Crim. No. 60.
August 17, 1907.
APPEAL from a judgment of the Superior Court of Riverside County, and from an order denying a new trial. F. E. Densmore, Judge.
The facts are stated in the opinion of the court.
Lafayette Gill, for Appellant.
U.S. Webb, Attorney General, and George Beebe, Deputy Attorney General, for Respondent.
Appeal by defendant from a judgment of conviction and from an order denying a new trial.
An information was regularly filed by the district attorney of Riverside county charging defendant with the crime of obtaining money by false pretenses. This information alleged that defendant, "with intent to defraud one C. S. Gove of his property, unlawfully, knowingly, designedly, falsely and feloniously, did represent and pretend to the said C. S. Gove that he was then and there the owner of a certain patent device to light gasoline stoves, duly issued by the Government of the United States of America, and then and there in the hands of his attorneys at Los Angeles, California, and that he then and there needed the sum of one hundred and fifty dollars in money to settle expenses with his attorneys aforesaid and procure his said patent, and that on getting possession thereof he had an opportunity to at once obtain the sum of two thousand five hundred dollars for the right to sell the said patent in the State of California, and did then and there exhibit and read to said Gove a pretended telegram to him, said defendant, so as aforesaid offering the said sum of two thousand five hundred dollars for the said right to sell said patent in said State, and said Gove being deceived thereby and believing said false representations to be true, was induced by reason of said false pretenses and representations so made as aforesaid by the said defendant to loan said defendant, and did then and there deliver to said defendant, relying solely on the truth of said false pretenses, the sum of one hundred and fifty dollars in lawful money of the United States of America, which said money was so obtained by said defendant, A. B. Carpenter, unlawfully, knowingly, and designedly to defraud said C. S. Gove out of money aforesaid, and all of said representations were made knowingly, designedly, fraudulently and feloniously by defendant with intent to cheat and defraud said Gove out of all said money, and by which means said Gove was defrauded as aforesaid."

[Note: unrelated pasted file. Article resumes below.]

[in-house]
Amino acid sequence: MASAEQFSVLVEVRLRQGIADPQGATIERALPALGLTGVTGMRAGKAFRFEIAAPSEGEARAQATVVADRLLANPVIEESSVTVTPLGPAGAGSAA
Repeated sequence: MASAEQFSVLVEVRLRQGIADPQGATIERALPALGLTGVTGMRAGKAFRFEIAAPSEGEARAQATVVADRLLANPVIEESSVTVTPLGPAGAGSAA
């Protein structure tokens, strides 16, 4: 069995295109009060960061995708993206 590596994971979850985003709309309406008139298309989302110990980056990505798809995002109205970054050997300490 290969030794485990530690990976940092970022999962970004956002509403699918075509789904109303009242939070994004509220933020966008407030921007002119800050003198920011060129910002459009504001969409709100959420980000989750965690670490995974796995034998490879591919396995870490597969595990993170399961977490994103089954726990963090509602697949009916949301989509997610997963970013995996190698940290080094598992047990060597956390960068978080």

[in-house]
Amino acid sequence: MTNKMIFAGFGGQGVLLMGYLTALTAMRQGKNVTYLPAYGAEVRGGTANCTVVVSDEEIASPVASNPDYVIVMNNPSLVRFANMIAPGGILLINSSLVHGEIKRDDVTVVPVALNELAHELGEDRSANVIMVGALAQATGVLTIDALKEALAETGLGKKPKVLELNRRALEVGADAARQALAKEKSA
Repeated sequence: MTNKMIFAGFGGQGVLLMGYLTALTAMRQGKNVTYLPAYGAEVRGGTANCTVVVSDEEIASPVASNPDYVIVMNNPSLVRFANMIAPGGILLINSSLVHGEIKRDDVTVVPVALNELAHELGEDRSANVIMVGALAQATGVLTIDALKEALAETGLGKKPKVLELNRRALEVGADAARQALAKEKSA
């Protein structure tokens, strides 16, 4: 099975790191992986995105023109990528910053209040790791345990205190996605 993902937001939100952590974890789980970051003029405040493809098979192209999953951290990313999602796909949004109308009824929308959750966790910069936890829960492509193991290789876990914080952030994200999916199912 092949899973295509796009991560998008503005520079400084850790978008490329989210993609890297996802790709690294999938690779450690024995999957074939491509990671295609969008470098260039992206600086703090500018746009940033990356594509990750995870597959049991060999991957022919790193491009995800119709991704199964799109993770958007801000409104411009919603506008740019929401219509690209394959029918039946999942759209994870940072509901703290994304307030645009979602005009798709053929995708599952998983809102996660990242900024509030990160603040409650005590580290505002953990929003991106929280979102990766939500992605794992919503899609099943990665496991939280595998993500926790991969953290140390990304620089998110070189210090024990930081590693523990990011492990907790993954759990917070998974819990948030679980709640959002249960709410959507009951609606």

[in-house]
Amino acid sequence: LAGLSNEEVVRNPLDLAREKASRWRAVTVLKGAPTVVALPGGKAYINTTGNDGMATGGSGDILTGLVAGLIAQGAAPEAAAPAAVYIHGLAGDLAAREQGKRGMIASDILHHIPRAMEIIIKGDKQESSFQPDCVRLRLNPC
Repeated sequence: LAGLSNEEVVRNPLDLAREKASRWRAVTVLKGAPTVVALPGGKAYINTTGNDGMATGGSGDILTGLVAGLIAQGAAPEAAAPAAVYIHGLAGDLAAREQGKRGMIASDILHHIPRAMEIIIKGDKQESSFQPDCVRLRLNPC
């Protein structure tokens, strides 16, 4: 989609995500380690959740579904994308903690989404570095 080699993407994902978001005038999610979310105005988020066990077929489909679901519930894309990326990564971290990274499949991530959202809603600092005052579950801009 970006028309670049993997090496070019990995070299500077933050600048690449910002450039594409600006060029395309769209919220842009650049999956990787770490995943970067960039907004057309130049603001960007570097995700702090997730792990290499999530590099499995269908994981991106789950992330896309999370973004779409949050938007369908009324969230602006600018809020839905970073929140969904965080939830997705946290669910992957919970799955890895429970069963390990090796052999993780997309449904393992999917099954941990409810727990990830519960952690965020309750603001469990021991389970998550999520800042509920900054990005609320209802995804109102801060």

To this information a demurrer was filed, which, among other things, challenged the information as not containing a statement of the facts constituting the offense charged in ordinary and concise language and in such manner as to enable a person of common understanding to know what is intended; that said facts stated in said information do not constitute a public offense. This demurrer was overruled by the court, and defendant's trial and conviction followed.
A motion for a new trial was interposed, based solely upon the misconduct of the jury who tried the case in this: That the jury received evidence out of court in reference to the merits of the case other than that resulting from a view of the premises. A bill of exceptions is found in the record, embodying, however, only the affidavits and testimony received by the court on the hearing of the motion for a new trial with reference to the receipt of testimony by the jury out of court.
We are of opinion that the information is defective. "To constitute the offense charged, four things must concur, and four distinct averments must be proved: 1. There must be an intent to defraud; 2. There must be actual fraud committed; 3. False pretenses must be used for the purpose of perpetrating the fraud; and 4. The fraud must be accomplished by means of the false pretenses made use of for the purpose, viz., they must be the cause which induced the owner to part with his property." ( People v. Wasservogle, 77 Cal. 173, [17 P. 270].) The facts going to show that an actual fraud was committed in this case do not appear in the information. There is no allegation of any fact tending to show wherein the statements and representations were false or fraudulent. "The falsity or fraudulent character of this claim, if it was in fact false or fraudulent, arose from some fact or facts not alleged, and concerning which the indictment furnished absolutely no information. . . . Nothing but the conclusion that it was both false and fraudulent is alleged." ( People v. Mahony, 145 Cal. 106, [ 78 P. 354].) It is nowhere alleged that any of the representations made were untrue and in fact false. It is not sufficient to allege the fraudulent character of representations, but the fact must be alleged from which it may be determined whether or not the conclusion of their false and fraudulent character is correct. Aside from the legal conclusions, there is nothing in this indictment which negatives the presumption of innocence. Omitting these conclusions, the allegations of the information can be true and the defendant still be innocent. ( People v. Griffith, 122 Cal. 214, [54 P. 725].)
In our opinion, the information was insufficient and the court erred in overruling the demurrer thereto.
Judgment reversed and cause remanded, with instructions to sustain the demurrer to the information.
Shaw, J., and Taggart, J., concurred.